The code itself looks sound, so I'm not sure where the random latency is coming from exactly.


Timing jumps is crucial, as even hitting these bouncers at the very last possible tile will result in Koopo's deflected angle causing him to still plummet into the pit.


The gray platform turns out to be a teleporter, and creates a new Koopo object above. With an engine robust enough to support this, and difficult to cause numerous deaths on every level, I think using a duplicator to let Koopo "respawn" would've done wonders. However, later levels introduce things that would be significantly more difficult to reset the state of the board, so I suppose there's good reason the game doesn't let you respawn.


Attempting to jump over the acid failed, and I wasn't sure how to proceed, but it turns out that hitting the acid from the side will just make Koopo turn around, where he can then bounce against that hanging spring and launch himself to the other side. All it would take would be placing a wall there and I'd have believed that was the way to do it instead of Koopo just here deciding to turn around from danger.


Again there's some cute art. The faux-3D style the game has (and sadly abandons) is something that's difficult to do decent art for, but Koopo can make an otherwise boring looking level a bit more notable.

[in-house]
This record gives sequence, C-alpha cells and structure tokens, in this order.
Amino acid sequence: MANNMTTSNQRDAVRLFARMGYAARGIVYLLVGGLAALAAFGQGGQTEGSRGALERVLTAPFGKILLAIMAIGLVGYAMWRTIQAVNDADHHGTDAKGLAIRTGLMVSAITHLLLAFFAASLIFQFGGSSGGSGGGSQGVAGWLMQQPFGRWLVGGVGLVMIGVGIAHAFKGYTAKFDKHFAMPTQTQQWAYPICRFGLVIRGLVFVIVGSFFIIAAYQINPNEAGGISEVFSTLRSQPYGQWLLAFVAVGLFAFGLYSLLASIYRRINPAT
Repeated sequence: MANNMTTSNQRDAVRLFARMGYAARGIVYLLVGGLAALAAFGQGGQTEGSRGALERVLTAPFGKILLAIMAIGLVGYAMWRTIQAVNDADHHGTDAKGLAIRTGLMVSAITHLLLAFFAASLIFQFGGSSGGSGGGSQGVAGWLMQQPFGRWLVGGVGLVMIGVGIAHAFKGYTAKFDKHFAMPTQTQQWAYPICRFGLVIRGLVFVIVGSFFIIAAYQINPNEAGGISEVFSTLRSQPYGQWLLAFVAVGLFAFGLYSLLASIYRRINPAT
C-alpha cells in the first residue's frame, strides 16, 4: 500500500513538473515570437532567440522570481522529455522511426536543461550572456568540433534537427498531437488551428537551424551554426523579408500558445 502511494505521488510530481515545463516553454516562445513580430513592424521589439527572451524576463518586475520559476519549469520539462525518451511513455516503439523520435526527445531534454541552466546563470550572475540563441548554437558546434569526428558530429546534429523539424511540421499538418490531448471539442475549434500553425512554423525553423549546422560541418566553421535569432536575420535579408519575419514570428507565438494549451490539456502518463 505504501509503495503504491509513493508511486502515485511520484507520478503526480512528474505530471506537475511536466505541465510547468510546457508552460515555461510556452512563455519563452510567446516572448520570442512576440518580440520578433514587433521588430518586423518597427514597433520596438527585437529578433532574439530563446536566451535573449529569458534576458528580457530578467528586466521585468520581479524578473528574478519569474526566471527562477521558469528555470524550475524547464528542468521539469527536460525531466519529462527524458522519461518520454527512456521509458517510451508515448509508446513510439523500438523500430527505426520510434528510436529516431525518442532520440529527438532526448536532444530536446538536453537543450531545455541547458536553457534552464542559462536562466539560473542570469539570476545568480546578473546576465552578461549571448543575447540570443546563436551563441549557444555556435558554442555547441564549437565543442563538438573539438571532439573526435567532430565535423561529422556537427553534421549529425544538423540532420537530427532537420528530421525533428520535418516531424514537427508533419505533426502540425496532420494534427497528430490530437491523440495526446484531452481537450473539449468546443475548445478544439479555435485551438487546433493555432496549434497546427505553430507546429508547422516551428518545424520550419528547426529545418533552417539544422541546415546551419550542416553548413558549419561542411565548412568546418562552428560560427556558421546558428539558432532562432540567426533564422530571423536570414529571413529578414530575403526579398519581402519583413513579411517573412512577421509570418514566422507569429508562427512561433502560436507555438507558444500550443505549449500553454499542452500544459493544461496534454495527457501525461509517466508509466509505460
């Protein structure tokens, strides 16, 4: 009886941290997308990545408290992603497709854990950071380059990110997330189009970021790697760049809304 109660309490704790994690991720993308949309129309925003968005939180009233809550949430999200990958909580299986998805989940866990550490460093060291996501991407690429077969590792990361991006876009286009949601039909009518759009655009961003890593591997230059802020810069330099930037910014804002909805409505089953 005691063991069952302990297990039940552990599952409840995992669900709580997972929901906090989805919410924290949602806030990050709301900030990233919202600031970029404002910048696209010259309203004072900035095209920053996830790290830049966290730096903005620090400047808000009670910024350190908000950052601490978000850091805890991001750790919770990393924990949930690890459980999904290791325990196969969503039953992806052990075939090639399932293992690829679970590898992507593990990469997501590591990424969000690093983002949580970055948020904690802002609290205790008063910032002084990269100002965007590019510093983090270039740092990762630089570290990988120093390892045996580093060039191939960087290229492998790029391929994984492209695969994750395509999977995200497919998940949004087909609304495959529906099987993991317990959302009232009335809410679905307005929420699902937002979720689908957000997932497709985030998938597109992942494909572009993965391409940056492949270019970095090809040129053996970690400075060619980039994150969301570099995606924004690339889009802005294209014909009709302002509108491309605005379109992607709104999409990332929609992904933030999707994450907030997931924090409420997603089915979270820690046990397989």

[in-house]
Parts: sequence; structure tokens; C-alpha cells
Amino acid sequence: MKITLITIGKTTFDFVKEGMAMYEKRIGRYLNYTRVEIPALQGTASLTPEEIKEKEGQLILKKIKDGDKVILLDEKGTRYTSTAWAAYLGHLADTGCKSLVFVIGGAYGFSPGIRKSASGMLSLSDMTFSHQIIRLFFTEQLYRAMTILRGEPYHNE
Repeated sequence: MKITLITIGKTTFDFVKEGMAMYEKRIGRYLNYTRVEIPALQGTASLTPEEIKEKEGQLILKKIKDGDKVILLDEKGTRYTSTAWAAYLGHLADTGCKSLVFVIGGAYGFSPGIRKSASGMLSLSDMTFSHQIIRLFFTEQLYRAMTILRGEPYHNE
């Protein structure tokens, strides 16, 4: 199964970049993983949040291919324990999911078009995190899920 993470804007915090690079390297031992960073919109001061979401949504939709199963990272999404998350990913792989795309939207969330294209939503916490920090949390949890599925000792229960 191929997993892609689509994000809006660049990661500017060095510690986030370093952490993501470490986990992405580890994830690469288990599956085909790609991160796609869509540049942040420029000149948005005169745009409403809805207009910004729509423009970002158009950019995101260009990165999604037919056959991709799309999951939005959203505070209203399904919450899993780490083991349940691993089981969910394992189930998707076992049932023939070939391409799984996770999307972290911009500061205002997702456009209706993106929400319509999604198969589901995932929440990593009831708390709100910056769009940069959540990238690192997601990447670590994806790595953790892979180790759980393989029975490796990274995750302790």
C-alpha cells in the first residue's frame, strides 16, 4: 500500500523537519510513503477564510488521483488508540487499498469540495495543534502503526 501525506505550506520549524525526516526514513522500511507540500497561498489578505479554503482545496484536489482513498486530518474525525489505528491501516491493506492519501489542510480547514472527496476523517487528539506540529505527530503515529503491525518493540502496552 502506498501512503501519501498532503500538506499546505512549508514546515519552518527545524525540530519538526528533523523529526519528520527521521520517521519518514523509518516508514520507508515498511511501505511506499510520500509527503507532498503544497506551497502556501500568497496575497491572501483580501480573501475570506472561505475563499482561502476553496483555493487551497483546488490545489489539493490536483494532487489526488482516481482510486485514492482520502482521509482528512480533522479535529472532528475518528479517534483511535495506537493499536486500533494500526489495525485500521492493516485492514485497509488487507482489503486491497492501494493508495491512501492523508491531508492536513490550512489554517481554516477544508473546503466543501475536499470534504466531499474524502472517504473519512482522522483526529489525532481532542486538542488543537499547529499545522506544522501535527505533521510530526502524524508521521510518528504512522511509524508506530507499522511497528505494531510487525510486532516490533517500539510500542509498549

The challenge for this level is a gun that fires a line of bullets, which in ZZT terms represents a makeshift platform that Koopo the lemming needs to ride on.


The full platform is large enough that the timing is forgiving if Koopo misses his opportunity at the start. It's fortunate that you don't need to let Koopo bounce back and forth waiting for his jump to line up with the bullets.

After that it's just a few jumps and a casual stroll to the finish line.


And now things get interesting. So far, Koopo The Lemming, has been a sparse Lemmings-like. There's clearly more to it with the still unused tool buttons, and while it's offered variety in stage elements which already make it feel like its own game rather than another Zem! or Scooter, really it's just been an endless runner.